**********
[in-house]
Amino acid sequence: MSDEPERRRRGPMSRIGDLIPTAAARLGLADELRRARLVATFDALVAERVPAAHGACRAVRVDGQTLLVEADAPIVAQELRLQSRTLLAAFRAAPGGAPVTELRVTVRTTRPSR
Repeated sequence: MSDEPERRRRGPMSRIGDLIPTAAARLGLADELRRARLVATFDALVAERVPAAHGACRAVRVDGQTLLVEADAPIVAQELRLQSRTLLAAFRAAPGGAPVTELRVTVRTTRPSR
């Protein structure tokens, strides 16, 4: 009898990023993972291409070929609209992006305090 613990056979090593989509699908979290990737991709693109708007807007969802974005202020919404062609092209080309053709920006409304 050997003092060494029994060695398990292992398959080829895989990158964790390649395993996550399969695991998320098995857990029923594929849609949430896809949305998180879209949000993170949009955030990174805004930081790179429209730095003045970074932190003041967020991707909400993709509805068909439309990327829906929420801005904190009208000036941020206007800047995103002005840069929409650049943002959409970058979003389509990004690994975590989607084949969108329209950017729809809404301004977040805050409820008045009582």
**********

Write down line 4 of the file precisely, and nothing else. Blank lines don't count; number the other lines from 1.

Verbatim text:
């Protein structure tokens, strides 16, 4: 009898990023993972291409070929609209992006305090 613990056979090593989509699908979290990737991709693109708007807007969802974005202020919404062609092209080309053709920006409304 050997003092060494029994060695398990292992398959080829895989990158964790390649395993996550399969695991998320098995857990029923594929849609949430896809949305998180879209949000993170949009955030990174805004930081790179429209730095003045970074932190003041967020991707909400993709509805068909439309990327829906929420801005904190009208000036941020206007800047995103002005840069929409650049943002959409970058979003389509990004690994975590989607084949969108329209950017729809809404301004977040805050409820008045009582």